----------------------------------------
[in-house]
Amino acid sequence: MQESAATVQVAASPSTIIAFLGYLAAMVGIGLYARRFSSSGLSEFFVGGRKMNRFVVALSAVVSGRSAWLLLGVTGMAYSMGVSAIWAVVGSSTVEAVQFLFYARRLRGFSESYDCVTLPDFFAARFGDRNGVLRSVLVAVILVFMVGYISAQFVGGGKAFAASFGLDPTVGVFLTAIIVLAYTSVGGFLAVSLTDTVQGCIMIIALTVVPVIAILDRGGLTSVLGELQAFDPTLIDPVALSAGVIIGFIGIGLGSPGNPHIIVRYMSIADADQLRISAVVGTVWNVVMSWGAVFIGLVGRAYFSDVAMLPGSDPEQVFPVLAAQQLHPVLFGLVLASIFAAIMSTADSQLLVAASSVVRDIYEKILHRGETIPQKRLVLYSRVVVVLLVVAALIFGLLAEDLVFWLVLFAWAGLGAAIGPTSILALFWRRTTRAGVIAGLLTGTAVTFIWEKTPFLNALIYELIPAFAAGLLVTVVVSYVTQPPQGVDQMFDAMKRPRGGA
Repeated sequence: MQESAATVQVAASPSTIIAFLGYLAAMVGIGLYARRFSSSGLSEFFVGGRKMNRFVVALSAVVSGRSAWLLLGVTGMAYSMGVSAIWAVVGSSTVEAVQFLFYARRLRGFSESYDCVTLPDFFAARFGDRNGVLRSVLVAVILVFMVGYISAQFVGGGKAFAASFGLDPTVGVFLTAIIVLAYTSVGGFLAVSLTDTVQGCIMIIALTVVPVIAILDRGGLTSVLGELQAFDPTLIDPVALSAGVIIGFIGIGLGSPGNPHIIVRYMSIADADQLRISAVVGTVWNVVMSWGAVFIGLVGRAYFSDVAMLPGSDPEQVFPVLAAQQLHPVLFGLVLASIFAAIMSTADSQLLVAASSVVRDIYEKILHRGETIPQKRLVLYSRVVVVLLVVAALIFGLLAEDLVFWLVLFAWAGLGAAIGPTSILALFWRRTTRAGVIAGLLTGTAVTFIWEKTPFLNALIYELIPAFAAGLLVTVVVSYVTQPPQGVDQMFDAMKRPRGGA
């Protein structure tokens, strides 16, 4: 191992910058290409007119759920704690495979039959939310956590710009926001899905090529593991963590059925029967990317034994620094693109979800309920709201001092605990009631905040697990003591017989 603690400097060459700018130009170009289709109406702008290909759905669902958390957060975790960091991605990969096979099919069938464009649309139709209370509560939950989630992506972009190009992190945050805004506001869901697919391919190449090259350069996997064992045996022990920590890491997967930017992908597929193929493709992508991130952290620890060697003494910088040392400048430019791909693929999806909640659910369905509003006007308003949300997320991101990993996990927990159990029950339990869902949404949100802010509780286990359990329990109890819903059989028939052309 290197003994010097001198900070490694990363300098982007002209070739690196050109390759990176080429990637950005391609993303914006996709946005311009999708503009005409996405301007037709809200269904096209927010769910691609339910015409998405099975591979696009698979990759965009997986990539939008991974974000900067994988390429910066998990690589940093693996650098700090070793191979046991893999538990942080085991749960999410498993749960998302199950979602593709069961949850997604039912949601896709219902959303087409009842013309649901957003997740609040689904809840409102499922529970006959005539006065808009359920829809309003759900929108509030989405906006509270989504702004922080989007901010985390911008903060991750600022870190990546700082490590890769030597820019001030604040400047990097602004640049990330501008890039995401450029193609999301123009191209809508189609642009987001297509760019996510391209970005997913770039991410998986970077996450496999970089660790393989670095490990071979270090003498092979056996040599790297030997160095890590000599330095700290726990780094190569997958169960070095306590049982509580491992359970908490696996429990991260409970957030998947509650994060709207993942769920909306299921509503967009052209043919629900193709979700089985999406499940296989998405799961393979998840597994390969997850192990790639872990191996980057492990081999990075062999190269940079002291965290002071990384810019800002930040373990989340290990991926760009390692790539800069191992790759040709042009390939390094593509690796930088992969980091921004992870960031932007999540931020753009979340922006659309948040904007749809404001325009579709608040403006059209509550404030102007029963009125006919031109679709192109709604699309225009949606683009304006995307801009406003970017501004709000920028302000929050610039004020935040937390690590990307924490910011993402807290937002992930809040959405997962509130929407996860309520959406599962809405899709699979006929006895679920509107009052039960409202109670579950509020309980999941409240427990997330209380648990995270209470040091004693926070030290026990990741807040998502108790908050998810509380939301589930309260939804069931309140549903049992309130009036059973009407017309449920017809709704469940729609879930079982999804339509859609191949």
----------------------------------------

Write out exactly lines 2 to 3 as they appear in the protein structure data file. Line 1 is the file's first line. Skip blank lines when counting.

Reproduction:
Amino acid sequence: MQESAATVQVAASPSTIIAFLGYLAAMVGIGLYARRFSSSGLSEFFVGGRKMNRFVVALSAVVSGRSAWLLLGVTGMAYSMGVSAIWAVVGSSTVEAVQFLFYARRLRGFSESYDCVTLPDFFAARFGDRNGVLRSVLVAVILVFMVGYISAQFVGGGKAFAASFGLDPTVGVFLTAIIVLAYTSVGGFLAVSLTDTVQGCIMIIALTVVPVIAILDRGGLTSVLGELQAFDPTLIDPVALSAGVIIGFIGIGLGSPGNPHIIVRYMSIADADQLRISAVVGTVWNVVMSWGAVFIGLVGRAYFSDVAMLPGSDPEQVFPVLAAQQLHPVLFGLVLASIFAAIMSTADSQLLVAASSVVRDIYEKILHRGETIPQKRLVLYSRVVVVLLVVAALIFGLLAEDLVFWLVLFAWAGLGAAIGPTSILALFWRRTTRAGVIAGLLTGTAVTFIWEKTPFLNALIYELIPAFAAGLLVTVVVSYVTQPPQGVDQMFDAMKRPRGGA
Repeated sequence: MQESAATVQVAASPSTIIAFLGYLAAMVGIGLYARRFSSSGLSEFFVGGRKMNRFVVALSAVVSGRSAWLLLGVTGMAYSMGVSAIWAVVGSSTVEAVQFLFYARRLRGFSESYDCVTLPDFFAARFGDRNGVLRSVLVAVILVFMVGYISAQFVGGGKAFAASFGLDPTVGVFLTAIIVLAYTSVGGFLAVSLTDTVQGCIMIIALTVVPVIAILDRGGLTSVLGELQAFDPTLIDPVALSAGVIIGFIGIGLGSPGNPHIIVRYMSIADADQLRISAVVGTVWNVVMSWGAVFIGLVGRAYFSDVAMLPGSDPEQVFPVLAAQQLHPVLFGLVLASIFAAIMSTADSQLLVAASSVVRDIYEKILHRGETIPQKRLVLYSRVVVVLLVVAALIFGLLAEDLVFWLVLFAWAGLGAAIGPTSILALFWRRTTRAGVIAGLLTGTAVTFIWEKTPFLNALIYELIPAFAAGLLVTVVVSYVTQPPQGVDQMFDAMKRPRGGA